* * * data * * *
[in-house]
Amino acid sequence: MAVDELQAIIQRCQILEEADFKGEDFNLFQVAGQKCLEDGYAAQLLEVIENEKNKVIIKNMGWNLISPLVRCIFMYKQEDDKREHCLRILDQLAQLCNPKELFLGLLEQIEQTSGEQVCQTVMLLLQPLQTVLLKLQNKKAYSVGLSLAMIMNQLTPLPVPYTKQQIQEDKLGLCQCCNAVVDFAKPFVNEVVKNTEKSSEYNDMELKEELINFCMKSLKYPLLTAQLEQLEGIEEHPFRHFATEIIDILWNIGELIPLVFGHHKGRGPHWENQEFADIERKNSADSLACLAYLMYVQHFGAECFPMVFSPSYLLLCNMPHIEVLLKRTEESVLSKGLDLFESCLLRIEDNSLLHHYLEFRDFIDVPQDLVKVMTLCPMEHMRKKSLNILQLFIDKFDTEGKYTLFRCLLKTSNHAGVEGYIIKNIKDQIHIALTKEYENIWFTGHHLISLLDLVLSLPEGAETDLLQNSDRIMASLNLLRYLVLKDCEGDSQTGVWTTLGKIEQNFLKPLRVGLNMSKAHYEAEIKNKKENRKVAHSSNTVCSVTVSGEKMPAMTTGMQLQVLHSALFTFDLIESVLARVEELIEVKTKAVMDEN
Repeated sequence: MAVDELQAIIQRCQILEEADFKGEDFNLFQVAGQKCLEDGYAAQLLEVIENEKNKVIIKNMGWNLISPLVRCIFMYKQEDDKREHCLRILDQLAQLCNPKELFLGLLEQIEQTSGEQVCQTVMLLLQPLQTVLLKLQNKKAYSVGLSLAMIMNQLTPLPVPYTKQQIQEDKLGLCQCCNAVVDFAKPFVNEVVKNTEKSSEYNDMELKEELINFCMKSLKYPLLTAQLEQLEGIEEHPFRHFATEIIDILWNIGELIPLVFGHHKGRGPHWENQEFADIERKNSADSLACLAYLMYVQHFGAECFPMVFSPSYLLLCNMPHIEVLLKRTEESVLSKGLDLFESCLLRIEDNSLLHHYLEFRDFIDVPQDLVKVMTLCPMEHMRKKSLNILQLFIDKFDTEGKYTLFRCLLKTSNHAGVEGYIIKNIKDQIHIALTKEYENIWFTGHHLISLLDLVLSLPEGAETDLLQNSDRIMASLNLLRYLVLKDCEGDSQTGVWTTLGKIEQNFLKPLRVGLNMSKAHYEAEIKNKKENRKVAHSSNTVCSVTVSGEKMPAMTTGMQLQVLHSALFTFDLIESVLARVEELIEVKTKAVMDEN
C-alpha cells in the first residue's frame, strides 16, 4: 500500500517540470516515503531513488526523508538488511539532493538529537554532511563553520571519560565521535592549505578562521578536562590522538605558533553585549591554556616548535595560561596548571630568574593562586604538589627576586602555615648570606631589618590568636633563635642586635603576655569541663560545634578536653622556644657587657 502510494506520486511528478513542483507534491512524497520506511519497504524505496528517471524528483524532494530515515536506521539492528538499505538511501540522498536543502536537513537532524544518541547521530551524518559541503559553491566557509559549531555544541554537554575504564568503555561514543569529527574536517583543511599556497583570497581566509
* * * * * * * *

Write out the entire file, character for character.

[in-house]
Amino acid sequence: MAVDELQAIIQRCQILEEADFKGEDFNLFQVAGQKCLEDGYAAQLLEVIENEKNKVIIKNMGWNLISPLVRCIFMYKQEDDKREHCLRILDQLAQLCNPKELFLGLLEQIEQTSGEQVCQTVMLLLQPLQTVLLKLQNKKAYSVGLSLAMIMNQLTPLPVPYTKQQIQEDKLGLCQCCNAVVDFAKPFVNEVVKNTEKSSEYNDMELKEELINFCMKSLKYPLLTAQLEQLEGIEEHPFRHFATEIIDILWNIGELIPLVFGHHKGRGPHWENQEFADIERKNSADSLACLAYLMYVQHFGAECFPMVFSPSYLLLCNMPHIEVLLKRTEESVLSKGLDLFESCLLRIEDNSLLHHYLEFRDFIDVPQDLVKVMTLCPMEHMRKKSLNILQLFIDKFDTEGKYTLFRCLLKTSNHAGVEGYIIKNIKDQIHIALTKEYENIWFTGHHLISLLDLVLSLPEGAETDLLQNSDRIMASLNLLRYLVLKDCEGDSQTGVWTTLGKIEQNFLKPLRVGLNMSKAHYEAEIKNKKENRKVAHSSNTVCSVTVSGEKMPAMTTGMQLQVLHSALFTFDLIESVLARVEELIEVKTKAVMDEN
Repeated sequence: MAVDELQAIIQRCQILEEADFKGEDFNLFQVAGQKCLEDGYAAQLLEVIENEKNKVIIKNMGWNLISPLVRCIFMYKQEDDKREHCLRILDQLAQLCNPKELFLGLLEQIEQTSGEQVCQTVMLLLQPLQTVLLKLQNKKAYSVGLSLAMIMNQLTPLPVPYTKQQIQEDKLGLCQCCNAVVDFAKPFVNEVVKNTEKSSEYNDMELKEELINFCMKSLKYPLLTAQLEQLEGIEEHPFRHFATEIIDILWNIGELIPLVFGHHKGRGPHWENQEFADIERKNSADSLACLAYLMYVQHFGAECFPMVFSPSYLLLCNMPHIEVLLKRTEESVLSKGLDLFESCLLRIEDNSLLHHYLEFRDFIDVPQDLVKVMTLCPMEHMRKKSLNILQLFIDKFDTEGKYTLFRCLLKTSNHAGVEGYIIKNIKDQIHIALTKEYENIWFTGHHLISLLDLVLSLPEGAETDLLQNSDRIMASLNLLRYLVLKDCEGDSQTGVWTTLGKIEQNFLKPLRVGLNMSKAHYEAEIKNKKENRKVAHSSNTVCSVTVSGEKMPAMTTGMQLQVLHSALFTFDLIESVLARVEELIEVKTKAVMDEN
C-alpha cells in the first residue's frame, strides 16, 4: 500500500517540470516515503531513488526523508538488511539532493538529537554532511563553520571519560565521535592549505578562521578536562590522538605558533553585549591554556616548535595560561596548571630568574593562586604538589627576586602555615648570606631589618590568636633563635642586635603576655569541663560545634578536653622556644657587657 502510494506520486511528478513542483507534491512524497520506511519497504524505496528517471524528483524532494530515515536506521539492528538499505538511501540522498536543502536537513537532524544518541547521530551524518559541503559553491566557509559549531555544541554537554575504564568503555561514543569529527574536517583543511599556497583570497581566509